She’s a flight nurse and team lead at MedCenter Air and President of Lily Pad Haven, which assists victims of human trafficking.
Carla Downing Tweddale has a saying: "Don't let anyone dull your sparkle." (photo Courtesy of Tweddale.)
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Topics: What I Learned Since Graduation
Flight nurse, wife, mother, “Nana” and a champion for human trafficking survivors, Carla Downing Tweddale ’87 is the quintessential caregiver. A minister’s daughter, she dreamed of international medical missions but found her calling in Charlotte, N.C.
Tweddale saves lives as a flight nurse. She, husband Mark ’88 and their friends do the same through Lily Pad Haven Inc., a nonprofit they launched in 2011. The organization provides housing and healing for female victims of human trafficking.
With four homes in the Charlotte area and plans to open another house in South Carolina, Lily Pad Haven has provided more than 4,300 nights of safe housing for 48 human trafficking survivors and their children.
Through Tweddale’s career and nonprofit work, she has experienced the frailty of life, witnessed the tenacity of the human spirit and picked up numerous life lessons:
You can beat the odds. My mom was diagnosed with cancer my senior year in high school. I met my soulmate in college, and we had so many things stacked against us — we were so young when we got married, my family was far away. But my husband said, “Let’s get married while your mom’s still here. You stay in school full time, and I’ll stay part time and work.” Thirty-one years later, he’s still the love of my life. So you can beat the odds.
“Just be open to where life takes you. It’s OK to be a risk-taker.”
Put family first. I love being a flight nurse, and now we have a nonprofit that we are so passionate about. When you aren’t working anymore, family is what is going to be there for you. Always make time to keep family first.
Live out a legacy. For me, that gets down to who my mom was and who she is in my life. My mom was so special to me. She started in counseling, working with people who were about to lose their homes. She helped work out a plan for them to stay in their homes. The type of housing I’m doing is different [with Lily Pad Haven], but it’s still the same. It’s there to provide safe, protective shelter. In a way I get to carry on my mom’s legacy of caring, being nonjudgmental and having that unconditional love for people I don’t know. Ultimately, it’s not all about you. It’s about others and giving and living out a legacy.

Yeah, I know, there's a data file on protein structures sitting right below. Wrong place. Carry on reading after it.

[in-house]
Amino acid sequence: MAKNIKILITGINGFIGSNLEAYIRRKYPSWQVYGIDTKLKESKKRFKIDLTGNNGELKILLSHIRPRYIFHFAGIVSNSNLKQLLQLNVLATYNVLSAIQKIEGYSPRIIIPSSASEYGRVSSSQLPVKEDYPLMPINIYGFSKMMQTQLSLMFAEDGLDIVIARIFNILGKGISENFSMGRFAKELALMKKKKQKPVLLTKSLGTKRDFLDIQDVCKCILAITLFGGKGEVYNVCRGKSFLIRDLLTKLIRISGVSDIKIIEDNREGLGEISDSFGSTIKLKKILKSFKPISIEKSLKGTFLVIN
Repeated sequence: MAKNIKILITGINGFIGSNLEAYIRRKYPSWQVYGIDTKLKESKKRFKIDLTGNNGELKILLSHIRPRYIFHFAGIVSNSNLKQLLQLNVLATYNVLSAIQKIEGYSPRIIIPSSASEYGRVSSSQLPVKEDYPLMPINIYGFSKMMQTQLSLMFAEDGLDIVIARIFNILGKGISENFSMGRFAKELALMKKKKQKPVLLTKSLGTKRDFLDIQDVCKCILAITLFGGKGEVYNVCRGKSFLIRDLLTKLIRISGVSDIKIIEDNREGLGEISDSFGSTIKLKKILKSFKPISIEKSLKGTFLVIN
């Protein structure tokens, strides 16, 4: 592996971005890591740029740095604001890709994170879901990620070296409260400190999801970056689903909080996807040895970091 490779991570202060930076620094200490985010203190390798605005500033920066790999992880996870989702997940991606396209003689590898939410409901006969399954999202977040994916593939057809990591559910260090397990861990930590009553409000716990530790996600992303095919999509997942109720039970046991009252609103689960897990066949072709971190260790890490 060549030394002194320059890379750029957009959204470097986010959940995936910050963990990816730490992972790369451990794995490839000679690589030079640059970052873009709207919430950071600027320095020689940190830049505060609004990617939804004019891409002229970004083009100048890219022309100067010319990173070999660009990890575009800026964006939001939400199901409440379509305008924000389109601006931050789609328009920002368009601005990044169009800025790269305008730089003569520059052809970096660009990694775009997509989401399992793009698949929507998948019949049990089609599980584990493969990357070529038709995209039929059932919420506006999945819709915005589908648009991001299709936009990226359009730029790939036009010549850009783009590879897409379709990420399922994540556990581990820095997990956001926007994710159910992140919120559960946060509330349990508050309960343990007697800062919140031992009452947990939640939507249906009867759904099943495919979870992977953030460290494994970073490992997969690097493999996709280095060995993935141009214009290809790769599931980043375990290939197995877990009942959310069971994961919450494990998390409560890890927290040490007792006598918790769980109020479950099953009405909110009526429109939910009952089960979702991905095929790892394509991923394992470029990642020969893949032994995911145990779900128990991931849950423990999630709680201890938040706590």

“When you aren’t working anymore, family is what is going to be there for you. Always make time to keep family first.”Carla Downing Tweddale
Life is short. When my mom was diagnosed with cancer, she was given six months to live. She lived two and a half years and was able to be at my wedding. She dropped me off in front of Colby Hall, and I remember standing there crying because I didn’t know what life would hold for her or me. I remember having to go home before my finals the year she died and my professors being so supportive and helping me through that. Forty-six years old was way too young. When I turned 47, I thought about the fact that I outlived my mom. Just know life is really short so make the best of it. Always make sure that you stay connected. In my job, I see so much trauma and death. I always keep in mind that life is a gift and it can be taken at any moment, so never take it for granted.
Make memories. Mark and I have stayed connected as couple because we’ve made memories as a couple. Even when our kids were little, we still made time for at least a long weekend away to celebrate our marriage, and we always took family vacations. Our kids are grown and in different parts of the country, but we still make time to all be together. Now that our kids have kids, we do “Grandcamp,” where we get our grandkids for a week, no parents allowed. Our theme is “Grandcamp — where cousins become best friends.”